Vitamin K is an essential nutrient. It is important for blood clotting, which makes it vital in the wound healing process. It is also involved in bone and heart health.
Luckily, a vitamin K deficiency is rare since the body does not need a lot of it. However, not eating enough vitamin K can lead to bleeding, weaker bones, and increased risk of heart disease.
Vitamin K that is not used immediately is stored in the liver for future use, so it is not necessary to consume it all the time.
In most individuals, a daily value of 120 mcg is enough. However, a more specific guideline is to consume at least 1 mcg of vitamin K each day per kilogram of body weight. Many people consume much more, with the average being about 122 mcg for women and 138 mcg for men.
Vitamin K that is not used immediately is stored in the liver for future use, so it is not necessary to consume it all the time. As a result, supplements are not useful for this vitamin. Instead, there are plenty of vitamin K foods that can implement it in the diet.
Keep reading to see the top foods that are high in vitamin K.
Foods High in Vitamin K
There are plenty of vitamin K-rich foods that form part of most healthy, balanced diets.
There are actually two types of vitamin K: K1 and K2.
Vitamin K1, or phylloquinone, is found primarily in plant-based sources, especially green, leafy vegetables. Vitamin K2, or menaquinone, is typically found in animal sources and fermented foods like natto.
It’s also possible to find vitamin K within legumes and nuts, such as pine nuts and hazelnuts.
Below is a list of vitamin K-rich foods, broken down by food group.
Animal-Sourced Products High in Vitamin K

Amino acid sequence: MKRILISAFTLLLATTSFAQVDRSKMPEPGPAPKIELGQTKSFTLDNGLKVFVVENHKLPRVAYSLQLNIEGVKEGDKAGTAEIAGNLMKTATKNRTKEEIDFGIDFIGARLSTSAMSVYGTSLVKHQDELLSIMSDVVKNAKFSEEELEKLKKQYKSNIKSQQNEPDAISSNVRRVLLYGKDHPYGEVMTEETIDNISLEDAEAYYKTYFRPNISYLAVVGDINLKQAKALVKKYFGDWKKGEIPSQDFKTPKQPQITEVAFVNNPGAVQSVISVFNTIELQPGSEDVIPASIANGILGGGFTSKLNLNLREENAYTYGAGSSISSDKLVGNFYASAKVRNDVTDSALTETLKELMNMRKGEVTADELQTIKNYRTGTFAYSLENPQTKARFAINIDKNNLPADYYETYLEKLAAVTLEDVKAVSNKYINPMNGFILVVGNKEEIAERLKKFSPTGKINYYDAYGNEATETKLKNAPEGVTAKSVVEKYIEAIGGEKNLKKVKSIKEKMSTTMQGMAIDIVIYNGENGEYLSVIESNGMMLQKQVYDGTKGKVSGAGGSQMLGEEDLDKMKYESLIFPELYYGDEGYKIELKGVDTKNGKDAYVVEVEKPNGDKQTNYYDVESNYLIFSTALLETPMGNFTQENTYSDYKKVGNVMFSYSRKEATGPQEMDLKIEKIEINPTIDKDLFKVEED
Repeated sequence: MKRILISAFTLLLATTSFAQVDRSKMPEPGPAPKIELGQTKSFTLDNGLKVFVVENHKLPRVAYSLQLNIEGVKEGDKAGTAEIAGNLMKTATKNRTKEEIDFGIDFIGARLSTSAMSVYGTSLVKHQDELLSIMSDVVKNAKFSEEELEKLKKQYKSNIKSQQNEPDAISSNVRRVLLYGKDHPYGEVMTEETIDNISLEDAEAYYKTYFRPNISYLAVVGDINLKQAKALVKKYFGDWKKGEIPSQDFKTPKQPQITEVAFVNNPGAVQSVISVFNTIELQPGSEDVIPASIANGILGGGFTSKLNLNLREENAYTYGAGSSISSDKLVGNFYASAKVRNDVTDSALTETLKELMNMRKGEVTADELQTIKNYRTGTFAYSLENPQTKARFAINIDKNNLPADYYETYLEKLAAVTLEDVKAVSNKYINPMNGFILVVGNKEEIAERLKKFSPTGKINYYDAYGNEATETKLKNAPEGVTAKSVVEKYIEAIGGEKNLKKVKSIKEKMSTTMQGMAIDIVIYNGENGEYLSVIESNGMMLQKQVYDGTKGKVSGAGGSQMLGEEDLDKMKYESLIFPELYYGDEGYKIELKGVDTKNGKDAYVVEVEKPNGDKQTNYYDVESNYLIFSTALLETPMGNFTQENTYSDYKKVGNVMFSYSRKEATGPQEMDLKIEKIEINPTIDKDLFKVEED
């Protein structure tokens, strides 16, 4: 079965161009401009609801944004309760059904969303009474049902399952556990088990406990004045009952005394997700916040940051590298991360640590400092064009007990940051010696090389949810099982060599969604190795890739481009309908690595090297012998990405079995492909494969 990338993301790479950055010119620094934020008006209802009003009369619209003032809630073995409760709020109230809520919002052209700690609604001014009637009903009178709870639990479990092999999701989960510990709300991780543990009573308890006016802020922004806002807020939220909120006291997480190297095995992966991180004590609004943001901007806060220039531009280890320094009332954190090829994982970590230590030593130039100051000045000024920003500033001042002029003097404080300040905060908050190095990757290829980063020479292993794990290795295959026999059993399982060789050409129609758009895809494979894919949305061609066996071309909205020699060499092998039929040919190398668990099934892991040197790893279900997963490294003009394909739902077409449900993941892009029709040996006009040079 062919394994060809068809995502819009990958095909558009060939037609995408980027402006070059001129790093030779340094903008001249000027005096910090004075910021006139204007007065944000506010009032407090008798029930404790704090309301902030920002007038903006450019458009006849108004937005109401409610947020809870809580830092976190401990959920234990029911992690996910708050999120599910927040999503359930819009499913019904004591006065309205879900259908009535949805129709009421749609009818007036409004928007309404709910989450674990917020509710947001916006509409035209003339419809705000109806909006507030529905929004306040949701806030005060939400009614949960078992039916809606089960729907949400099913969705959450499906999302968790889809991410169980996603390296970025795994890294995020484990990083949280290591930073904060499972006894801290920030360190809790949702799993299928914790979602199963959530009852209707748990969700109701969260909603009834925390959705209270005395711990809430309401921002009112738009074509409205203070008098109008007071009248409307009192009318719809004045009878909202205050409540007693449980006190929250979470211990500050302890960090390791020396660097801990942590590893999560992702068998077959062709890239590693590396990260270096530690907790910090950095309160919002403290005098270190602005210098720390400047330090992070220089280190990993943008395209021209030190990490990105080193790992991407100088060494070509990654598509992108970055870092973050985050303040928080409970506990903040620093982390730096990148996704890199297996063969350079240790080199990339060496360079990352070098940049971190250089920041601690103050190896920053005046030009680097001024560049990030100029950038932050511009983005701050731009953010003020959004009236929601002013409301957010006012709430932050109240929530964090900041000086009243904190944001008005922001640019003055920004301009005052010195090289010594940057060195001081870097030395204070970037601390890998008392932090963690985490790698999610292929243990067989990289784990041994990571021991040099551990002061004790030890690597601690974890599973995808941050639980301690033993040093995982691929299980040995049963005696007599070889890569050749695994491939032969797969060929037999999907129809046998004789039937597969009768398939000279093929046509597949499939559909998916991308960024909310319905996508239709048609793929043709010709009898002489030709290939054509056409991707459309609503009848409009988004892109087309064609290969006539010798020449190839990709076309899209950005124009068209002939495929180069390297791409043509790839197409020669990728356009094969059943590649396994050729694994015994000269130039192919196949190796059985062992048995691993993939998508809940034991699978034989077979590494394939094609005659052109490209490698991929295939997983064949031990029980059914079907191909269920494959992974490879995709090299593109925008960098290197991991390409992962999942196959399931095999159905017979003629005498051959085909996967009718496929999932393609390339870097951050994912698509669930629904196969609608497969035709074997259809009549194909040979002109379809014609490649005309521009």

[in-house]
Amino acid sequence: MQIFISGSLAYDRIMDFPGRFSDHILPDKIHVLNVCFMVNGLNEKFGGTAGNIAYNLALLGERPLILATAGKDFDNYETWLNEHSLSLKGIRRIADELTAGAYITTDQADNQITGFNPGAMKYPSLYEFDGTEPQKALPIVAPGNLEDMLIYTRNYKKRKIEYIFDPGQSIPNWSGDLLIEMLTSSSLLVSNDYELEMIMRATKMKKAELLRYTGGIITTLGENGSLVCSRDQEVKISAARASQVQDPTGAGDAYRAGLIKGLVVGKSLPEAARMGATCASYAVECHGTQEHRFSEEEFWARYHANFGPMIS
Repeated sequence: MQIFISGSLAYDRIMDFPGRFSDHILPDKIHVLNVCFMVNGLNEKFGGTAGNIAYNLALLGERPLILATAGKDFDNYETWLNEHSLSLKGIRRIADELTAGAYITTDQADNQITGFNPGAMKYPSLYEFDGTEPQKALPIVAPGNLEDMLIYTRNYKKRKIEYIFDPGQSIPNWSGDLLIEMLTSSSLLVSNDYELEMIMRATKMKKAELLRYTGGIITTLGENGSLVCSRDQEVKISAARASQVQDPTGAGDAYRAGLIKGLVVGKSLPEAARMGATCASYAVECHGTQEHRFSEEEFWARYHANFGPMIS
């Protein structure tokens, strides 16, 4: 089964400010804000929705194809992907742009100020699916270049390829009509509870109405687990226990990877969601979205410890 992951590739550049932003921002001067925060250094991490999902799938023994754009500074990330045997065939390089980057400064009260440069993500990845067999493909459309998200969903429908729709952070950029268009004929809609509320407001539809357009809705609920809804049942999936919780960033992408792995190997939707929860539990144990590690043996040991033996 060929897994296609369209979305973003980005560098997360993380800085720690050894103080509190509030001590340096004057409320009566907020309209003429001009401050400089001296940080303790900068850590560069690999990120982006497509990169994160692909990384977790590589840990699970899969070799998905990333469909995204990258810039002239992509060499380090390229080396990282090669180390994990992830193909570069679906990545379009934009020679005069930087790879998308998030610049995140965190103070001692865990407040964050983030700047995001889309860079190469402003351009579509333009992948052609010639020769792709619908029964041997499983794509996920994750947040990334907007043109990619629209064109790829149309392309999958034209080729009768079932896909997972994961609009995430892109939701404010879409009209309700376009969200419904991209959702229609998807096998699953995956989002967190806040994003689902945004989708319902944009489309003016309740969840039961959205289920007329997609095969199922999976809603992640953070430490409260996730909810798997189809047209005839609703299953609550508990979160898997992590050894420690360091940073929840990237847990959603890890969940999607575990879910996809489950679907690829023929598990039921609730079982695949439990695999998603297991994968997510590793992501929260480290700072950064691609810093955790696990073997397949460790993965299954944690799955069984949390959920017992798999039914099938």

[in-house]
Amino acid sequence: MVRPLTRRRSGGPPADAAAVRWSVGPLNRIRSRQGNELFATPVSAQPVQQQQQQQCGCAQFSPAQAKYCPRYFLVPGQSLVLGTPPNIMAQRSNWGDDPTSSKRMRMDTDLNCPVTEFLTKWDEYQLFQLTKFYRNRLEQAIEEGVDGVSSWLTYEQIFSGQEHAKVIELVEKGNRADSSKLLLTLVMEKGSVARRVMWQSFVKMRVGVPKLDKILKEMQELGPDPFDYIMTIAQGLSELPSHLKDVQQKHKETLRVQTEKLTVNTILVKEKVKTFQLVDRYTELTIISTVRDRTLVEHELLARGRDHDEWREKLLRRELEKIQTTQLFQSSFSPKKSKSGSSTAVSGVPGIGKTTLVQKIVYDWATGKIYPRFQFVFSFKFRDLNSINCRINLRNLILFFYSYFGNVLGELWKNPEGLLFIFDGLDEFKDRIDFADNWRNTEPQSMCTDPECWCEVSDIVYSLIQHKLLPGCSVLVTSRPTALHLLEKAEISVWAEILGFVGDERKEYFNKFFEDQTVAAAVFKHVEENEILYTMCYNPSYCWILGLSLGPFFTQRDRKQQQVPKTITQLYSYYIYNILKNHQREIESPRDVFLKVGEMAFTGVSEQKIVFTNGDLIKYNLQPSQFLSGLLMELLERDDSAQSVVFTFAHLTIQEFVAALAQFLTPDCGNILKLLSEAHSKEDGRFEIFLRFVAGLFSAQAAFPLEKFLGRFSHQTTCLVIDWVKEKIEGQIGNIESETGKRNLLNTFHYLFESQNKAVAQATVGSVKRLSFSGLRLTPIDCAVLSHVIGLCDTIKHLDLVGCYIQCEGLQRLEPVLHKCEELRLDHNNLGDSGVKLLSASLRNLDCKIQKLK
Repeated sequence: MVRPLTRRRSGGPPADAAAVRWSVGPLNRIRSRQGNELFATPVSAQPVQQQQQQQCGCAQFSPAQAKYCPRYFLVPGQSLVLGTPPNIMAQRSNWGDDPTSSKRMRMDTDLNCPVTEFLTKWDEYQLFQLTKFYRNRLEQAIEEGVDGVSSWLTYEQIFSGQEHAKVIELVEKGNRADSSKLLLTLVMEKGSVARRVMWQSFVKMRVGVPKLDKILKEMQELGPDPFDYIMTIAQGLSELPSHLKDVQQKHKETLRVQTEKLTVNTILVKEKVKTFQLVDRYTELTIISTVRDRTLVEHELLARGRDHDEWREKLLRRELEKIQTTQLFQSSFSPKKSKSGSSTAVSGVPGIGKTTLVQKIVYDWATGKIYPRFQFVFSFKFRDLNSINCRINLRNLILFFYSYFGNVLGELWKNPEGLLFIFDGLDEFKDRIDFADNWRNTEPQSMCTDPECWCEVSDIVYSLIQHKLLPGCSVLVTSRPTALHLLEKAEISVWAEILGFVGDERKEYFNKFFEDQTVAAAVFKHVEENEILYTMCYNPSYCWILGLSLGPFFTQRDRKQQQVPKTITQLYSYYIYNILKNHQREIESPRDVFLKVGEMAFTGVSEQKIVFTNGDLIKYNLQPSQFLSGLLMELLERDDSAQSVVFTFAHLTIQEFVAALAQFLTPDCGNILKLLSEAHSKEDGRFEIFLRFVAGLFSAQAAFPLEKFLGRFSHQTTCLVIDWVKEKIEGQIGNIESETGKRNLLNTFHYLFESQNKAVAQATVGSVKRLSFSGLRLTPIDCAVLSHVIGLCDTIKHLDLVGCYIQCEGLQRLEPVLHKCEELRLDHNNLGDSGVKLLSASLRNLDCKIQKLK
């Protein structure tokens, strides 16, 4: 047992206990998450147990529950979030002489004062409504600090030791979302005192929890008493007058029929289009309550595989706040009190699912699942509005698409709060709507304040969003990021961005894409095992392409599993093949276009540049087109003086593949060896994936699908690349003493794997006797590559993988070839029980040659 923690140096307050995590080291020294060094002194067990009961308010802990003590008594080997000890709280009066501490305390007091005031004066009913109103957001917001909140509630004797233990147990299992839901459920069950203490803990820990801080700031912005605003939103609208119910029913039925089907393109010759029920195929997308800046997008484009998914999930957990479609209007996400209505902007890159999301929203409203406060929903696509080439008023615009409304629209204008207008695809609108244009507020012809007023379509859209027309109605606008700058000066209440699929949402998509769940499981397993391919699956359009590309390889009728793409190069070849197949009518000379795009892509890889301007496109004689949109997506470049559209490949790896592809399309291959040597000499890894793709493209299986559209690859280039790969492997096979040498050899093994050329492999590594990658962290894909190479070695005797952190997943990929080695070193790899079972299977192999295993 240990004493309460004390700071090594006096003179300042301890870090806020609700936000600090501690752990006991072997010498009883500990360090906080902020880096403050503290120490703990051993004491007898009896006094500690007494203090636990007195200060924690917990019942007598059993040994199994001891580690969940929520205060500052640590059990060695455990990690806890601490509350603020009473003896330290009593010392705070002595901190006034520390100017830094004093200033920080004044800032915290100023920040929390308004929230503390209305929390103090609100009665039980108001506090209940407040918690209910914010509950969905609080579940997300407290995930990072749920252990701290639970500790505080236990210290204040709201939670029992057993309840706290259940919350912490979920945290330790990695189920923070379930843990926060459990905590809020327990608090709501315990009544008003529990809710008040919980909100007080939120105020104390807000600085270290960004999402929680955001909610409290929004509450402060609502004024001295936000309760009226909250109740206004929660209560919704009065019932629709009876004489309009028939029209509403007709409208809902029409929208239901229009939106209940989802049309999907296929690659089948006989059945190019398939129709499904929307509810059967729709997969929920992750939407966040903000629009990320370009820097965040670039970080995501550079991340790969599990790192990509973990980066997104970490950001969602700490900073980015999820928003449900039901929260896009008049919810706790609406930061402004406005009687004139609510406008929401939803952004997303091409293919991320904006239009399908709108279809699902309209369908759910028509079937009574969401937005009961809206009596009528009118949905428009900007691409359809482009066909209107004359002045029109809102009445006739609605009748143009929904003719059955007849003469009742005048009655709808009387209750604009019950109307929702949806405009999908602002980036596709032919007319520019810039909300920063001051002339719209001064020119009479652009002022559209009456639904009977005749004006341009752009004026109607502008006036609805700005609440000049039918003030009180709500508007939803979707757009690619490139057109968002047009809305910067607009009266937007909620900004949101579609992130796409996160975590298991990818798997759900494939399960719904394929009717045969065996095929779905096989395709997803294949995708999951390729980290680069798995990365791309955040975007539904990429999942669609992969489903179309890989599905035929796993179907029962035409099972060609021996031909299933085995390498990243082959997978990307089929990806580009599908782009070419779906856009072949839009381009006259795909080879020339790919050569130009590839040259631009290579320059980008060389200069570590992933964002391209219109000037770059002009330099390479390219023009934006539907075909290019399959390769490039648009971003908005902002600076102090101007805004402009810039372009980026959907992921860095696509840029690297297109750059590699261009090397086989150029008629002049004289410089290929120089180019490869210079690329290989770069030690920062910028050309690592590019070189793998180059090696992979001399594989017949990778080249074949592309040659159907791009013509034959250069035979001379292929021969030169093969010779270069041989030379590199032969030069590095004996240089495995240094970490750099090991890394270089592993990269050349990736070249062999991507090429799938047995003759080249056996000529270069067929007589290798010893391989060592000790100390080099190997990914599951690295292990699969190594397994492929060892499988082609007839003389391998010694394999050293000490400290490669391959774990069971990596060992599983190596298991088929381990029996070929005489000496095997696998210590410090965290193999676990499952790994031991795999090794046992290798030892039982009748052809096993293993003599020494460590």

Many of these meat products are high in vitamin K contain K2. As well as meat, some forms of dairy are quite high in vitamin K, too.
1. Beef Liver
Although liver is not one of the most popular foods, it’s a great source of nutrients. Beef liver contains plenty of vitamin K, alongside B12, vitamin A, iron, and more.
Try sauteeing it with onions to make it a more pleasurable dining experience. Bear in mind that liver is relatively high in cholesterol.
- 100g: 106 mcg (88% DV)
- 1 slice: 72 mcg (60% DV)
2. Pork Chops
Pork chops are another great source of vitamin K for meat-eaters. Serve them with hearty grains for a really healthy, rounded meal.
- 100g: 69 mcg (57% DV)
- 3oz: 59 mcg (49% DV)
Chicken is really easy to fit into any diet. It’s very versatile, and chicken breasts are pretty low-calorie. They’re also leaner than red meats and sometimes considered a healthier option.
- 100g: 60 mcg (50% DV)
- 3oz: 51 mcg (43% DV)
4. Goose Liver
Foie gras, or goose liver paste, is an excellent source of phosphorus, zinc, and various B vitamins. It also contains a high quantity of vitamin K per serving. While you are unlikely to eat 100g of it, just one tablespoon is enough to provide nearly half of the daily value.
- 100g: 369 mcg (308% DV)
- 1 tbsp: 48 mcg (40% DV)
Various types of cheese are quite high in vitamin K. Hard cheeses tend to be more abundant than soft cheese, with Jarlsberg cheese offering a whopping 19% of the Daily Value per slice. Bear in mind that the exact quantity varies depending on the cheese.
- 100g: 13 mcg – 87 mcg (11-72%)
- 1oz: 3.7 mcg – 25 mcg (3-20%)
Although it has a bad reputation, bacon can be pretty nutritional. It contains plenty of protein, of course, alongside a variety of B vitamins, selenium, and phosphorus. It should be consumed in moderation because it can be fatty, but when occasionally incorporated into the diet, bacon can provide a great nutrition profile.
- 100g: 35 mcg (29% DV)
- 3oz: 30 mcg (25% DV)
7. Duck Breast
Duck breast is not only delicious, but it also contains lots of nutrients, including healthy fats, niacin, magnesium, vitamin B12, and zinc. It also contains a little vitamin K.
- 100g: 5.5 mcg (5%)
- 3oz: 4.7 mcg (4% DV)
8. Egg Yolk
Egg yolks, specifically, contain a decent quantity of vitamin K. One large egg yolk contains 5% of the daily value. Anyone who has eggs in their regular diet can benefit from this easy way to increase vitamin K.
- 100g: 34 mcg (29% DV)
- 1 large: 5.8 mcg (5% DV)
9. Whole Milk
Whole milk contains some vitamin K. It’s also packed with calcium, vitamin D, and potassium. While whole milk is fattier than skimmed varieties, it contains more vitamin K than its counterparts.
- 100g: 1.3 mcg (1% DV)
- 1 cup: 3.2 mcg (3% DV)
Vegetables High in Vitamin K